Cuomo: ‘I’m not going to resign because of allegations’

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ALBANY, N.Y. (NEWS10) – Governor Cuomo has again stated he has no intention of resigning over the allegations that are being made against him. During his Sunday press briefing, the Governor echoed earlier statements he has made on the issue, dismissing the calls as “politics in politics” and saying “I was elected by the people of the state, I wasn’t elected by politicians.”

Cuomo has been under pressure following scrutiny of the way his administration handled the reporting of nursing home deaths and a spate of sexual harassment allegations.

Speaking towards the end of his briefing, Cuomo described the idea of resigning due to accusations as “anti-democratic” before pointing to due process and the New York Attorney General’s ongoing investigation.

One last piece, there are some legislators who suggest that I resign because of accusations that are made against me. I was elected by the people of the state, I wasn’t elected by politicians. I’m not going to resign because of allegations.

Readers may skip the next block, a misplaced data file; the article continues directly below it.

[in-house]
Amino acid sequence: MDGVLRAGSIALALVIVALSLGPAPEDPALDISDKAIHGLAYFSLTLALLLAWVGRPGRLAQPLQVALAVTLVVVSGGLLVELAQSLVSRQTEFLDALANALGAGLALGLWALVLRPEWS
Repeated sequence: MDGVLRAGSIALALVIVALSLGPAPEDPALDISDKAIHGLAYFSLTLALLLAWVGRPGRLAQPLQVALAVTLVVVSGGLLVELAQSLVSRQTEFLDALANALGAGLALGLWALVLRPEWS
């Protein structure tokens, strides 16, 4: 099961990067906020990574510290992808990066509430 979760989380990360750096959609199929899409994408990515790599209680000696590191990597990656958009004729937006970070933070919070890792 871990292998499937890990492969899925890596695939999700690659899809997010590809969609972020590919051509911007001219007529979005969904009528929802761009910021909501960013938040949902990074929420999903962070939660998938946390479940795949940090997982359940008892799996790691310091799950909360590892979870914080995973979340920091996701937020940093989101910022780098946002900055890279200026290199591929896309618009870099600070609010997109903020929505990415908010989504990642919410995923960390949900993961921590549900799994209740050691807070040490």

The premise of resigning because of allegations is actually anti-democratic and we’ve always done the exact opposite. You know the system is based on due process and the credibility of the allegation.

Governor Andrew Cuomo

Following the briefing, New York Democratic leaders: Senate Majority Leader Andrea Stewart-Cousins and Assembly Speaker Carl E. Heastie, joined the ongoing bipartisan calls for the governor’s resignation.

While responding to questions, Cuomo singled out Senator Alessandra Biaggi, who was one of the first Democrats to call for him to step down and has repeated those calls throughout the controversy.

“I have political differences with Senator Biaggi and Democrats.” Cuomo said before adding: “But they don’t override the people’s will, they don’t override elections, they don’t get to hear an allegation and make a determination on the allegation, that’s what Senator Biaggi wants to do.”

I have a newsflash for you, there is politics in politics. Look I have political differences with people. I have political differences with Republicans, I have political differences with Senator Biaggi and Democrats.

But they don’t override the people’s will, they don’t override elections, they don’t get to hear an allegation and make a determination on the allegation, that’s what Senator Biaggi wants to do.

Beyond politicians, support for the Governor seems to have decreased amongst the electorate.

A recent Emerson College/NEWS10/NewsNation poll revealed 43% of New Yorkers surveyed think he should resign over sexual harassment claims compared to 37% earlier that week.

Only 33% of those polled said they would re-elect Cuomo, with 67% saying it was time for someone new.

While speaking about the allegations, The governor also referenced the New York State Joint Commission on Public Ethics (JCOPE). Cuomo seemed to suggest call the credibility of the allegations into question saying: